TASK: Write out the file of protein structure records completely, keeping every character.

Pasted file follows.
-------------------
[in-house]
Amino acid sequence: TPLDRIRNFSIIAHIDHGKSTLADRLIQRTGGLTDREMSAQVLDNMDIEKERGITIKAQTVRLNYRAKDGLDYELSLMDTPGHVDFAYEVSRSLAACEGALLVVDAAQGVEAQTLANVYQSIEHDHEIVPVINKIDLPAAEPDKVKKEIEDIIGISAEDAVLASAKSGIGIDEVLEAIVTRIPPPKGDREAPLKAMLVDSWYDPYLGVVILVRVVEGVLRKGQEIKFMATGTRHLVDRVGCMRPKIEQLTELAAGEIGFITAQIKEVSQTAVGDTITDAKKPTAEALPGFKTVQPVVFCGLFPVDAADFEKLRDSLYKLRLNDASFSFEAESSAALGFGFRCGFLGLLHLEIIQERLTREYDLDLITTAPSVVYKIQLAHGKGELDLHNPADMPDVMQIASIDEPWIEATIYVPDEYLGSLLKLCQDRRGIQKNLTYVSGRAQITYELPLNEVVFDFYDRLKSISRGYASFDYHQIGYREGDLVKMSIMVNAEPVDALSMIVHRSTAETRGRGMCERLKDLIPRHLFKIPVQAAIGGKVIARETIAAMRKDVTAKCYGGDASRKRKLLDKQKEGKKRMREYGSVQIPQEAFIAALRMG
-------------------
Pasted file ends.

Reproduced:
[in-house]
Amino acid sequence: TPLDRIRNFSIIAHIDHGKSTLADRLIQRTGGLTDREMSAQVLDNMDIEKERGITIKAQTVRLNYRAKDGLDYELSLMDTPGHVDFAYEVSRSLAACEGALLVVDAAQGVEAQTLANVYQSIEHDHEIVPVINKIDLPAAEPDKVKKEIEDIIGISAEDAVLASAKSGIGIDEVLEAIVTRIPPPKGDREAPLKAMLVDSWYDPYLGVVILVRVVEGVLRKGQEIKFMATGTRHLVDRVGCMRPKIEQLTELAAGEIGFITAQIKEVSQTAVGDTITDAKKPTAEALPGFKTVQPVVFCGLFPVDAADFEKLRDSLYKLRLNDASFSFEAESSAALGFGFRCGFLGLLHLEIIQERLTREYDLDLITTAPSVVYKIQLAHGKGELDLHNPADMPDVMQIASIDEPWIEATIYVPDEYLGSLLKLCQDRRGIQKNLTYVSGRAQITYELPLNEVVFDFYDRLKSISRGYASFDYHQIGYREGDLVKMSIMVNAEPVDALSMIVHRSTAETRGRGMCERLKDLIPRHLFKIPVQAAIGGKVIARETIAAMRKDVTAKCYGGDASRKRKLLDKQKEGKKRMREYGSVQIPQEAFIAALRMG